I finally got my Sony Playstation 3.
You have to understand, this is a big deal for me. When I got my first Xbox about 10 years ago, I had to beg my wife for months before she agreed. There was always something she deemed more important for the “family.” When I got an Xbox 360 about 5 years ago, I had logged in over a year of groveling before she relented to “waste” so much money on a toy.
“You are a grown man,” she said to me. “I don’t understand you wanting to play these games.”
So, when my wife announced 3 months ago that she wanted to try a new video game system for the family, ironically we picked one up last weekend. And I didn’t have to do the dishes once! The only reason it took so long was because she wanted a Wii, and I wanted a PS3. I had to spend several weeks convincing her that Sony was competing with Nintendo and she could have almost the same kind of games, only the Sony platform had more of the stuff I am into. (I like to play the more brutal shoot-em-up games and watch flesh eating Zombies explode after I pump their carcass with a rocket launcher. Nintendo is still releasing versions of Super Mario Bros.)
I finally sold her when I said, “Yeah, but Sony will also double as Blue Ray.”
“Really? You don’t need to buy anything extra for that?”
“Nope. It’s built into the consul. So, if we were going to get a Blue Ray player in the near future anyway, we would save a few hundred dollars if we got a Sony 3.”
“I didn’t know that.”
“Not only that,” I said, going in for the kill on the argument. “But it also has a wireless reader and can pick up on streaming videos from the internet.”
“So?” she asked.
“So, how about streamlining Netflix right to the TV through the Sony 3. If we got a Wii, all we could do is play Bowling.”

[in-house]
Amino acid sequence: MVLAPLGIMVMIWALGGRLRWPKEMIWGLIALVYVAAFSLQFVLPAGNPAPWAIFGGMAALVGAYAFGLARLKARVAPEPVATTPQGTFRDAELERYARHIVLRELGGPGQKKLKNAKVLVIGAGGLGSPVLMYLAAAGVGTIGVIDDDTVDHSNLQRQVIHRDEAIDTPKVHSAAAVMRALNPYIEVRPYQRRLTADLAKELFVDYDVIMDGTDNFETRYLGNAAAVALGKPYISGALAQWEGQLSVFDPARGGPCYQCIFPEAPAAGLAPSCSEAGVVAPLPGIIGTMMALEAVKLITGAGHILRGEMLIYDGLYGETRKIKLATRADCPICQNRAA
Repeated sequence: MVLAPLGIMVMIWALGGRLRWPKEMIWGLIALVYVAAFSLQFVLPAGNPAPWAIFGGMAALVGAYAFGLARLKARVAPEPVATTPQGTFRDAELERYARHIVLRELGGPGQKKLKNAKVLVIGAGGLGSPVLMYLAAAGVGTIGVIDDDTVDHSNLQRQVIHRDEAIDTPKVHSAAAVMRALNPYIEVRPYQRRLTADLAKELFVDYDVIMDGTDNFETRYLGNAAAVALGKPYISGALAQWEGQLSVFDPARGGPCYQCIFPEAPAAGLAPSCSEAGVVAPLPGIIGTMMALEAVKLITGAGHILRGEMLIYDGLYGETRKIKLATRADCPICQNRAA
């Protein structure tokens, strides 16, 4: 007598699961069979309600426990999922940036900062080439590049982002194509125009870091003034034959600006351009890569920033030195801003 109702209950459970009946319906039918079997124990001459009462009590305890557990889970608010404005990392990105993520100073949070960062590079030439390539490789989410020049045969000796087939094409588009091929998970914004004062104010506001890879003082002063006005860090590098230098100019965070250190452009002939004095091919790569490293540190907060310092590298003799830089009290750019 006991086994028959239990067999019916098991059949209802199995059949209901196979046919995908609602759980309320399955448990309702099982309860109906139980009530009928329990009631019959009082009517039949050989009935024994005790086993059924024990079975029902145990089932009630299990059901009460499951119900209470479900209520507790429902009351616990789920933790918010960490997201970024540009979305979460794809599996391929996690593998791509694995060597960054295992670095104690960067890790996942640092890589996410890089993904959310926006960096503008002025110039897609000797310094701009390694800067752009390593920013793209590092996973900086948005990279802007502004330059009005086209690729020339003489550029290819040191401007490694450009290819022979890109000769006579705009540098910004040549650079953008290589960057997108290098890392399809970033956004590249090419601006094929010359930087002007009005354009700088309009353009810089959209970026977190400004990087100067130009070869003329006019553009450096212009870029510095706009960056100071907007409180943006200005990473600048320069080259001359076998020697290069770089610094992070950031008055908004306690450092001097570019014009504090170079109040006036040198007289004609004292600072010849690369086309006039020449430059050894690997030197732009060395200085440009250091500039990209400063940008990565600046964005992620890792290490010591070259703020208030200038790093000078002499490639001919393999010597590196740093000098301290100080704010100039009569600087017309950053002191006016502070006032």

Case Closed, and the PS3 is mine!
We got the Move bundle, which is Sony’s version of Motion Controlled Technology and has a number of family friendly games including “Family Game Night” which is 3-D versions of Life, Mousetrap, Yahtzee, Clue and Twister.
My 6 year old son loves Mouse Trap and my 5 year old daughter is more partial to Life so she can get married and have lots of babies. My wife and I played Yahtzee and Clue until about 11:00 last night after the kids went to bed. (Mr. Green did it in the Conservatory with a revolver, btw)
5 years ago, if you had told me that we would have a family night playing video games, I would have thought you were crazy. When the Wii came out, I thought it was the last dying gasp from a once proud Nintendo industry. I was wrong. The Wii changed everything and has inadvertently launched a digital revolution that might soon change how we interact with each other as well.
Since Bill Gates is not a man to be outdone, when it became apparent that Motion Controlled Technology was the wave of the future, Microsoft released the Kinect which takes the Nunchuck controllers of the Wii and will soon make them look silly. The Kinect is basically a web cam hooked up to a video game consol and takes real time pictures of the immediate surroundings in order to “Move” your player. When you jump, your character jumps. When you dance, your character dances.
When you hit they guy playing next to you, nothing happens in the game, but you will probably get hit back for being an ass hole.